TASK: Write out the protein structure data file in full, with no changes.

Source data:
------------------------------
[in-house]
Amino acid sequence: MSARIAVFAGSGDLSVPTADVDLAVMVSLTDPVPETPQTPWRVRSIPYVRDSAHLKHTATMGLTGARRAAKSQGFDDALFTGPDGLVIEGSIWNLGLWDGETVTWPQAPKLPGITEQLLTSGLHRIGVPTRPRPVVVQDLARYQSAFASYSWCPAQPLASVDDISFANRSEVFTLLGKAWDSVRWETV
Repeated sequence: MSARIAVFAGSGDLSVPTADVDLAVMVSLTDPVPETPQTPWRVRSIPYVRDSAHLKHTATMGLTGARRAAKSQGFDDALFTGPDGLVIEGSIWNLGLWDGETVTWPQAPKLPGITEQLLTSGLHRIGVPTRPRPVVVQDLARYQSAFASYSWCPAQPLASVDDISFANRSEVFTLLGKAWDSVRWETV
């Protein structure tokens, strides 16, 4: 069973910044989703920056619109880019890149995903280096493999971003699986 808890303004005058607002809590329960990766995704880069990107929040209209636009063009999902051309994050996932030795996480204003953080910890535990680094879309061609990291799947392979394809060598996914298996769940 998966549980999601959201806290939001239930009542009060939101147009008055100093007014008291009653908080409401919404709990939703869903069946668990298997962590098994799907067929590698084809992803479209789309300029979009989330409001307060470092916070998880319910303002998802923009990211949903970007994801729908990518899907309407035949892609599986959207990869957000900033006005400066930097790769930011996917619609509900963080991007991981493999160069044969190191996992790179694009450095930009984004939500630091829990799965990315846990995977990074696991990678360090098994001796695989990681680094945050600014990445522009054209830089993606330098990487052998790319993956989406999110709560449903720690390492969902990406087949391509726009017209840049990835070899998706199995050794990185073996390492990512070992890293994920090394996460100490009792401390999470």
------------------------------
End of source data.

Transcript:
[in-house]
Amino acid sequence: MSARIAVFAGSGDLSVPTADVDLAVMVSLTDPVPETPQTPWRVRSIPYVRDSAHLKHTATMGLTGARRAAKSQGFDDALFTGPDGLVIEGSIWNLGLWDGETVTWPQAPKLPGITEQLLTSGLHRIGVPTRPRPVVVQDLARYQSAFASYSWCPAQPLASVDDISFANRSEVFTLLGKAWDSVRWETV
Repeated sequence: MSARIAVFAGSGDLSVPTADVDLAVMVSLTDPVPETPQTPWRVRSIPYVRDSAHLKHTATMGLTGARRAAKSQGFDDALFTGPDGLVIEGSIWNLGLWDGETVTWPQAPKLPGITEQLLTSGLHRIGVPTRPRPVVVQDLARYQSAFASYSWCPAQPLASVDDISFANRSEVFTLLGKAWDSVRWETV
């Protein structure tokens, strides 16, 4: 069973910044989703920056619109880019890149995903280096493999971003699986 808890303004005058607002809590329960990766995704880069990107929040209209636009063009999902051309994050996932030795996480204003953080910890535990680094879309061609990291799947392979394809060598996914298996769940 998966549980999601959201806290939001239930009542009060939101147009008055100093007014008291009653908080409401919404709990939703869903069946668990298997962590098994799907067929590698084809992803479209789309300029979009989330409001307060470092916070998880319910303002998802923009990211949903970007994801729908990518899907309407035949892609599986959207990869957000900033006005400066930097790769930011996917619609509900963080991007991981493999160069044969190191996992790179694009450095930009984004939500630091829990799965990315846990995977990074696991990678360090098994001796695989990681680094945050600014990445522009054209830089993606330098990487052998790319993956989406999110709560449903720690390492969902990406087949391509726009017209840049990835070899998706199995050794990185073996390492990512070992890293994920090394996460100490009792401390999470």